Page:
provided by statute, and it represents a material and significant change from the agency's previous practice of providing insurance coverage. In other words, it has all of the hallmarks of an administrative rule as defined by Metromedia, Inc. v. Director, Div. of Taxation, 97 N.J. 313, 331-32, 478 A.2d 742 (1984). Cf. Stratford Nursing Ctr. v. D.M.A.H.S., 215 N.J. Super. 479, 483, 522 A.2d 442 (App.Div.1986) (An agency "policy" applicable to all similarly situated entities, prescribing a legal standard not expressed in any duly adopted regulation and not obviously inferable from the enabling statute, is a rule); Petition of Paterson Counseling Ctr., 237 N.J. Super. 240, 247, 567 A.2d 282 (App.Div.1989) (A directive conditioning fund grants on the recipients' boards of trustees' mirroring the composition of their communities is a rule). The State concedes that the Foster Parent Liability Program was not promulgated in conformity with the Administrative Procedure Act. Consequently, if the status of the Program depended upon the validity of its promulgation as an administrative rule, it would be a nullity. Metromedia, Inc., supra.

When DYFS furnished Ms. Scott with its brochure describing the Foster Parent Liability Program, the State made her an offer. Like the employees who accepted the terms of their employers' policy manual by continuing to work, Woolley v. Hoffmann-La Roche, Inc., 99 N.J. 284, 301-304, 491 A.2d 1257 modified on other grounds, 101 N.J. 10, 499 A.2d 515 (1985), Ms. Scott accepted the terms of the indemnity program described in the DYFS brochure by commencing or continuing her duties as a foster parent. If there is any question whether she relied on the brochure, her reliance is presumed. Id. 99 N.J. at 304, 491 A.2d 1257, citing Anthony v. Jersey Cent. Power & Light Co., 51 N.J. Super. 139, 145-46, 143 A.2d 762 (App.Div.1958). The legal consequence was a unilateral contract; the State bound itself to indemnify Ms. Scott if she is entitled to indemnification under the terms of the Foster Parent Liability Program as described it its brochure. Ms. Scott is therefore entitled to deal with the Program as founded on contract.

DYFS has been given express statutory power to

[265 NJSuper Page 597]

expend such sums as may be necessary for the reasonable and proper cost of maintenance [of children in foster care], including board, lodging, clothing, medical, dental, and hospital care, or any other similar or specialized commodity or service as the needs of any such child may require . . . .

[ N.J.S.A. 30:4C-27.]

The Agency could reasonably conclude that providing indemnity to foster parents against financial losses negligently caused by the children in their care was a "specialized commodity or service" incident to the children's maintenance. The agency therefore possesses the statutory authority to contract to indemnify foster parents, either by insurance or directly from State funds, just as it possesses the authority to contract for other items of "board, lodging, clothing, medical, dental, and hospital care."

The Foster Parents Liability Program brochure includes a provision which reads as follows:

Disputes Under the Program

Where a dispute as to the existence or amount of coverage arises, the Foster Parent or his representative shall make application to the Attorney General, providing such information or statements as the foster parent may deem appropriate. Prior to any final decision the foster parent shall be entitled to a statement of reason as to why 0 payment or defense was declined and an opportunity to comment on these. The Attorney General,*fn1 or his designee, shall then issue a decision, which shall be considered a final decision of a State administrative agency and appealable under the Rules of Court. [Emphasis added.]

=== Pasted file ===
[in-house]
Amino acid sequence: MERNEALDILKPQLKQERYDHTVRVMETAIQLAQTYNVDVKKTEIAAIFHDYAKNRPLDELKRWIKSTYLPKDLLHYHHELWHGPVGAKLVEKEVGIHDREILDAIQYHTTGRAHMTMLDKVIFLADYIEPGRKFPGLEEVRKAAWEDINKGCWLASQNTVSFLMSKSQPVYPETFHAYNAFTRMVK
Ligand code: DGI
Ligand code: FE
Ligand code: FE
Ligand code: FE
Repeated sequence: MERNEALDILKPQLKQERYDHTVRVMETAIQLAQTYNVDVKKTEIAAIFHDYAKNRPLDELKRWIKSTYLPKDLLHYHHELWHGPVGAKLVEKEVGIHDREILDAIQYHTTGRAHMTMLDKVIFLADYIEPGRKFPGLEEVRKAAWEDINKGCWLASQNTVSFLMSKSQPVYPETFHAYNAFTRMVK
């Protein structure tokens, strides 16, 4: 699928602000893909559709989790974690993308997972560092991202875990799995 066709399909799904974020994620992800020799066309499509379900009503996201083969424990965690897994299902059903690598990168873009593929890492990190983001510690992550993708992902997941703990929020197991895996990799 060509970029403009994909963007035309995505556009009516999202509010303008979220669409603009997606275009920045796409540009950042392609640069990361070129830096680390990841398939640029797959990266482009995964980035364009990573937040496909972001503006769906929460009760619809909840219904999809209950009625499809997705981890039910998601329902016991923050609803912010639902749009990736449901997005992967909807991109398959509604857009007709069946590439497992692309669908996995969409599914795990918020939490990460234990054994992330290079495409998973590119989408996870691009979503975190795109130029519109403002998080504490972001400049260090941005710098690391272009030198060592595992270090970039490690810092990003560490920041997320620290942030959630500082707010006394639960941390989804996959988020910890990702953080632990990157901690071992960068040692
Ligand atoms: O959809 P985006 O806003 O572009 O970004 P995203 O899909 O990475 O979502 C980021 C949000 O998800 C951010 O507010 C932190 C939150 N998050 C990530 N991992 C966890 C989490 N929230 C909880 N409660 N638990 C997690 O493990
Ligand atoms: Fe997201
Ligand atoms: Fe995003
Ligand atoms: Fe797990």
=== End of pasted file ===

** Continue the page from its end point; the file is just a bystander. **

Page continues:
We emphasize that the Department of Institutions and Agencies is empowered to establish its Foster Parents Liability Program by administrative rules which may provide for agency adjudications of claims for indemnity. Such a provision would make an indemnity claim, if it is disputed, a "contested case" as defined by N.J.S.A. 52:14B-2(b), and the final agency determination would be appealable as of right to this court pursuant to R.

[265 NJSuper Page 598]

2:2-3(a)(2).*fn2 See Application of Orange Savings Bank, 172 N.J. Super. 275, 282-86, 411 A.2d 1150 1 (App.Div.), appeal dismissed, 84 N.J. 433, 420 A.2d 339 (1980). However, so long as indemnification depends on contract, a foster parent has a statutory right to have his or her claim for indemnification "heard by a Judge sitting without a jury," i.e. in a trial division of the Superior Court. N.J.S.A. 59:13-4 ("Contract claims against the State shall be heard by a Judge sitting without a jury."); Frapaul Constr. Co. v. Transportation Dep't of N.J., 175 N.J. Super. 84, 89-92, 417 A.2d 592 (App.Div.1980). To the extent that the language of the brochure quoted above implies a different forum, it is contrary to statute and void or voidable. Indeed, the brochure itself states, "Terms of this program which are in conflict with the statutes of the State of New Jersey are hereby amended to conform to such statute."

2 We also disagree with the State's argument that the Law Division should have dismissed this case because Ms. Scott had not exhausted her administrative remedies. First of all, as a practical matter, she did everything she could to exhaust her administrative remedies. She followed the agency's instructions to appeal from an adverse decision to a deputy attorney general. She waited for a decision until further delay might have jeopardized her claim under N.J.S.A. 59:13-5(b), which requires a contract suit against the State to be filed within two years after the accrual of the claim. Secondly, the doctrine of exhaustion of administrative remedies assumes the existence of a valid administrative procedure, and we have rejected that assumption. Thirdly, in the absence of an express statutory or contractual exhaustion requirement, exhaustion of administrative remedies is not a prerequisite to a contract suit against the State under the Contractual Liability Act. See W.V. Pangborne & Co. v. N.J. DOT, 116 N.J. 543, 557,

[265 NJSuper Page 599]

562 A.2d 222 (1989); Frapaul Construction Co., supra, 175 N.J. Super. at 92, 417 A.2d 592.

3 The order of the Law Division declining to transfer this matter to the Office of Administrative Law is correct and it is therefore affirmed.


The order of the Law Division declining to transfer this matter to the Office of Administrative Law is correct and it is therefore affirmed.